National Black Child Development Institute – Hampton Roads Chapter: Building a successful future for all children

Stretching the Point

Darlene Walker, president of Black Child Development Institute – Hampton Roads Chapter, works with the students at the library’s felt wall. (Photo by Cathy Welch)

Kids have a voice, If you don’t answer their questions, they don’t feel like they have a voice. Answer their questions so they know that their voice matters, but make sure it’s an answer that is kid-appropriate. With the National Black Child Development Institute (NBCDI), we’re helping parents learn how to answer kids’ questions,” says Darlene Walker, president of the Hampton Roads Chapter of NBCDI.

NBCDI provides resources that address the needs of black children concerning issues such as early childhood education, health, child welfare, literacy and family engagement. “We tend to focus on kids up to eight years old, but there is some overlap,” says Walker. “When we go into a school to distribute books, for instance, we supply the entire school including the 4th and 5th graders who are a bit older. Helping kids means helping the entire family, which includes parents and older siblings.”

Walker first became involved with NBCDI in the 90s by attending conferences. When she began launching her personal business, Catapult Parent Education, she thought that having greater involvement with and endorsement from NBCDI could be an important asset. “When I contacted the organization I found out that the closest affiliate was in Washington D.C. and that there was, in fact, no affiliate yet in Virginia. I was asked if I would be willing to start an affiliate in Hampton Roads and I said yes.”

Walker admits that it has been a tremendous amount of work, involving two years to get the chapter up and running, but says that her vision of a mutually beneficial relationship for her business and NBCDI has become a reality.

“The two entities have worked together well. With Catapult Parent Education I teach parenting classes, which are often mandated by the courts for parents who are going through a divorce. This has helped me with the National Black Child Development Institute because it involves working with parents as well, but whatever we’re doing it’s always for the benefit of the children; it’s always with them in mind.”

NBCDI helps to bring resources to the community through grants and partnerships with organizations such as the Clinton Foundation, which has enabled Walker to provide 4,000 books to schools and area children over the past two years. Those books were provided by the Clinton Foundation. However, she points out that every affiliate of the NBCDI, including Hampton Roads, is self-sufficient, autonomous and largely responsible for generating its own funding. “This is such an asset for us because it allows us to really use the unique abilities and skill sets of the people who join us,” says Walker. “They can create their own ideas and together as an affiliate, we can make that vision a reality.”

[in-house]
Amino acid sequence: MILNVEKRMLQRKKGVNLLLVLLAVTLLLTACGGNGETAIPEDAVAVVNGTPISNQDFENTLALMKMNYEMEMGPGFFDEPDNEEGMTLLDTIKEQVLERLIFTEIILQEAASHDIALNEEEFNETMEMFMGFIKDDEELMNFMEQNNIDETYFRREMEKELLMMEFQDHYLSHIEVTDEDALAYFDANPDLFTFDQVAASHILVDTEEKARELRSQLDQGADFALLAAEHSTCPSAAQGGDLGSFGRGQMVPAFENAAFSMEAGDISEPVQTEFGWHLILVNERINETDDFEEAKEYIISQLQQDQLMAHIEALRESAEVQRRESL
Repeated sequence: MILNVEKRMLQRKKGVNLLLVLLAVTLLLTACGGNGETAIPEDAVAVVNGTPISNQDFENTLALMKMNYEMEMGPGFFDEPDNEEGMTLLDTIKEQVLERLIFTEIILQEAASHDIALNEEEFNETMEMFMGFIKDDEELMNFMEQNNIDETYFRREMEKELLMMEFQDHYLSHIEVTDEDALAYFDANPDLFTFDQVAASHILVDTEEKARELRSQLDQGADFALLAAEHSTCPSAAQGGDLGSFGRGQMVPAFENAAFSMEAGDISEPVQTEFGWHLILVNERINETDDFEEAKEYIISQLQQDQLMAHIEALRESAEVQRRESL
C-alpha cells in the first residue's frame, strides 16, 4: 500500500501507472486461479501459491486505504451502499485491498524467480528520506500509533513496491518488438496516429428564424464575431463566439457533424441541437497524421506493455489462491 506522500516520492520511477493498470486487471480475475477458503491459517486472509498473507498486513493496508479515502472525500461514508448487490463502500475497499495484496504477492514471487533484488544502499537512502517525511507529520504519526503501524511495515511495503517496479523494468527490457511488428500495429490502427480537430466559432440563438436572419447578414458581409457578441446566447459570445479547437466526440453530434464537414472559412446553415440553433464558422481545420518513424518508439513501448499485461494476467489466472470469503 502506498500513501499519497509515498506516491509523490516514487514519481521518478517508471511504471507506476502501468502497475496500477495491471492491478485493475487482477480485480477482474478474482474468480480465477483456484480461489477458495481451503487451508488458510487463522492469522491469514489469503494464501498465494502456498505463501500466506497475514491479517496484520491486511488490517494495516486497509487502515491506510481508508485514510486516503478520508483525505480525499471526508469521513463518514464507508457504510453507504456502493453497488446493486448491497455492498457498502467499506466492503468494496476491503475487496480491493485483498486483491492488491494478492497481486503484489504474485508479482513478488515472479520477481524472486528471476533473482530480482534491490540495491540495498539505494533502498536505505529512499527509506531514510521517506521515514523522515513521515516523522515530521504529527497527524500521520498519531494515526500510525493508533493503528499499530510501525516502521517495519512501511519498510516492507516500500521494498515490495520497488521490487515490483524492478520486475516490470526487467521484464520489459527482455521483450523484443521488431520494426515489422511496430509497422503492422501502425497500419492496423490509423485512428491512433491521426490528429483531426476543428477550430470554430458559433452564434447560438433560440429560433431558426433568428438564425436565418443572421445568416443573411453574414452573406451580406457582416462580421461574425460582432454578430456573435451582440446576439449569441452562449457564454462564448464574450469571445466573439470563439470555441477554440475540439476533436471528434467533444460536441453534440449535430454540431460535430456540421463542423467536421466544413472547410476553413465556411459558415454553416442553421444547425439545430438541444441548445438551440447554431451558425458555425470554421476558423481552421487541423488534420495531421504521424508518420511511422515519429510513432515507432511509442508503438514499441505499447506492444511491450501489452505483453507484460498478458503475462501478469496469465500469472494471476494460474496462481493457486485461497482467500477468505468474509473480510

While the activities of NBCDI are diverse, Walker explains that literacy and parental engagement are a major focus. “We need children to understand at a preschool age the importance of reading. Getting them involved with reading at an early age sets them up to be successful with the SOLs, which they will take for the first time in the third grade. Reading helps kids with all aspects of the SOL.”

In Hampton Roads, students are actually doing well on reading tests up to the second grade, but that’s when they start to drop off. Walker explains that this can be traced to less parental involvement with their children as far as reading goes. “As kids get older, they’re not getting bedtime stories anymore, and the parents aren’t modeling the behavior of reading for them as much, and that affects them.”

Walker believes that improving the lives of all children, not just African-American children, is not that complicated. “Kids need love. When there’s love in relationships, there’s love in the decisions that are made and there’s love in the interactions within families. One of the best ways to show love is by reading to your child, then having your child read a story to you. You strengthen relationships and you teach kids one of the most valuable skills they can have,” Walker emphasizes.

Walker’s two sons are now grown men, but along with her husband, her own family is still the most important part of her life.

National Black Child Development Institute – Hampton Roads Chapter
Address: 110 Boeing Ave., Hampton, VA 23669
Contact: Darlene D. M. Walker, president
Phone: 757-532-4369

About Christian Chance 17 Articles
Christian was born and raised in Newport News, Virginia, but has lived in the Shenandoah Valley, Richmond, Norfolk and the Outer Banks of North Carolina. One day he would like to live on the rocky coast of Central California, where the surf is plentiful. He is particularly interested in Latin American culture, which led him to major in Spanish at Old Dominion University. He is happiest when he is creating things with his hands, and he is slightly obsessed with music. So his idea of a perfect day would be creating something interesting in the metal shop with his ear buds in, listening to good music.

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